The Population Council undertook an exploratory, qualitative study in two districts in Rajasthan, India to understand the extent of implementation of various policies and programs intended to prevent early marriage, and the extent to which such efforts have found acceptability among parents and the community. Findings show that adolescent girls had a clear desire to marry after the age of 18 and that they were well aware of what they would have to give up with marriage—their education, childhood, health, and opportunities to explore other interests. Some parents also noted these disadvantages of early marriage, suggesting that beliefs may be changing, though many are yet to act on these new beliefs. The study participants made several suggestions for interventions that would go beyond existing information campaigns and the level of policy formulation to address fundamentally the social norms and economic factors that are driving early marriage in these districts. Mobilizing the community to resist early marriage through active engagement rather than passive communication efforts, promoting real access to education for girls, providing livelihoods training for girls, offering financial incentives to parents to delay the marriage of their daughters, eliminating dowry, enforcing existing laws and levying penalties for violators, and fostering gender equity were the top suggestions for action.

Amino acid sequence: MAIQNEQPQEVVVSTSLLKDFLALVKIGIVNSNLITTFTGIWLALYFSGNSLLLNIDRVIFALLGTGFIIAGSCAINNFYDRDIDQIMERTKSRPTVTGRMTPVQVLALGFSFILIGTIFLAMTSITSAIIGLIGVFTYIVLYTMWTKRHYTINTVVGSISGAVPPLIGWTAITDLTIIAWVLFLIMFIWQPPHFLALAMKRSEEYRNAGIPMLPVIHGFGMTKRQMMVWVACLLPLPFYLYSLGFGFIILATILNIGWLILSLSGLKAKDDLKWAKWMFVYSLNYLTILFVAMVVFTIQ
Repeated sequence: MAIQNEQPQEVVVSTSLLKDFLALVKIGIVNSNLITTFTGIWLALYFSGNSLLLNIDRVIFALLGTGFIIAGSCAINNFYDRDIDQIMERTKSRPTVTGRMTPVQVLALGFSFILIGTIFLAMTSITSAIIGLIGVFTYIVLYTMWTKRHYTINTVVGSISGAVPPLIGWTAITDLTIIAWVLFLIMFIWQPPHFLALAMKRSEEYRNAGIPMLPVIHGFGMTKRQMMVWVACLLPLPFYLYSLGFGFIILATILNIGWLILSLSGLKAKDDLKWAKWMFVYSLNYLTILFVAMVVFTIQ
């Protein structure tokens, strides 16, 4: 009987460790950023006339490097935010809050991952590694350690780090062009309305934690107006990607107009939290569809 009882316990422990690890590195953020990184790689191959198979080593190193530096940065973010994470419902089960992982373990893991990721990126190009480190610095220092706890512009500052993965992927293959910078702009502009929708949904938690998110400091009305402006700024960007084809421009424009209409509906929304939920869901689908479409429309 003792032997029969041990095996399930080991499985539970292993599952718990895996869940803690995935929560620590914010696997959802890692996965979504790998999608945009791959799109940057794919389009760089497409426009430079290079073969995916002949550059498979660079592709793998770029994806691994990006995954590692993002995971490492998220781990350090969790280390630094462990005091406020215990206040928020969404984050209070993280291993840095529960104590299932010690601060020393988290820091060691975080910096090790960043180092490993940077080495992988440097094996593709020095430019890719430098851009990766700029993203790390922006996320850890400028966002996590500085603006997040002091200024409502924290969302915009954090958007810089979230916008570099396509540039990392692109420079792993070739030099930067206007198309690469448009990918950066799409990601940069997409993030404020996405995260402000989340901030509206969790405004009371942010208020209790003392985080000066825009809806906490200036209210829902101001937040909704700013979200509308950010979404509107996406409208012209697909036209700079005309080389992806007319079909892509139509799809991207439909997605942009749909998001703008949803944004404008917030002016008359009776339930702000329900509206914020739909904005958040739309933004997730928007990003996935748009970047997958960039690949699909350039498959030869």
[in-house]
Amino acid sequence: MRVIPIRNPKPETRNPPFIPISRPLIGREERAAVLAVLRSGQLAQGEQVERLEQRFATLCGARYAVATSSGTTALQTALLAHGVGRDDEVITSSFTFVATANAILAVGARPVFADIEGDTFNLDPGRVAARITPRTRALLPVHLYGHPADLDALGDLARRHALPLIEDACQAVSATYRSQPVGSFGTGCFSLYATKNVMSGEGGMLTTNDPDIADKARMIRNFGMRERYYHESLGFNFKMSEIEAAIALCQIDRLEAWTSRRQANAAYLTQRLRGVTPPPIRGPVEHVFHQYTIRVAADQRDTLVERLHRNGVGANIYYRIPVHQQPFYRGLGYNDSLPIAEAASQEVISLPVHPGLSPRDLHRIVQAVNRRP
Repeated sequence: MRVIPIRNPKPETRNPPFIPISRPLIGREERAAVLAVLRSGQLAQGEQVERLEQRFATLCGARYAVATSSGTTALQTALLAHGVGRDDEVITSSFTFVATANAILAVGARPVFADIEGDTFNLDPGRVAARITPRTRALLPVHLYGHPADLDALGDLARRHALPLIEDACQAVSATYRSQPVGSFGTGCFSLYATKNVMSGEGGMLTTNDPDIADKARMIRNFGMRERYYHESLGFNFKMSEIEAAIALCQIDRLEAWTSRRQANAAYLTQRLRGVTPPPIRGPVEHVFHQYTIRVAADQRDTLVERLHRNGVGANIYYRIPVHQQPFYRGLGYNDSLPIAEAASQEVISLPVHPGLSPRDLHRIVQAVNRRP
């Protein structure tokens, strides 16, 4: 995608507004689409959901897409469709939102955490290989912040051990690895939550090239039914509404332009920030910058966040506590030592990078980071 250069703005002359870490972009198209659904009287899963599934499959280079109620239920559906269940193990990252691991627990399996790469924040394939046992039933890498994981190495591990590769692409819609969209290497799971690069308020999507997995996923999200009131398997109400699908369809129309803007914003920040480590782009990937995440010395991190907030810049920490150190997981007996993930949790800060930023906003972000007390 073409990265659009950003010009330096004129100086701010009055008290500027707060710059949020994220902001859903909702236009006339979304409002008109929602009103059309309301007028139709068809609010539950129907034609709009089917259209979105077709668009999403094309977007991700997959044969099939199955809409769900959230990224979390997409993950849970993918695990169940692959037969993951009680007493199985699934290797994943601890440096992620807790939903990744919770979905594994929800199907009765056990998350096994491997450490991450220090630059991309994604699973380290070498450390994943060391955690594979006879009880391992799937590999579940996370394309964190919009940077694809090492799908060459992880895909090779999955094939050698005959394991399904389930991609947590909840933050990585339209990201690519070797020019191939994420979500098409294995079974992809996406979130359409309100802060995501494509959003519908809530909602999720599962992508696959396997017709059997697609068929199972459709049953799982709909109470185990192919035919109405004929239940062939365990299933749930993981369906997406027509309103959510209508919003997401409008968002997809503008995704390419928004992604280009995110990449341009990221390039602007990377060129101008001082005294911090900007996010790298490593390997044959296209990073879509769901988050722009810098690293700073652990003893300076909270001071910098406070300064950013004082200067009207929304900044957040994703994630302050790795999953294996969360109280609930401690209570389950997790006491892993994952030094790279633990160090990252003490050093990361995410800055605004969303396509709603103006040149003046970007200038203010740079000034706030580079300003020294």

Santhya, K.G., Nicole Haberland, and Ajay Kumar Singh. 2006. "'She knew only when the garland was put around her neck': Findings from an exploratory study on early marriage in Rajasthan." New Delhi: Population Council.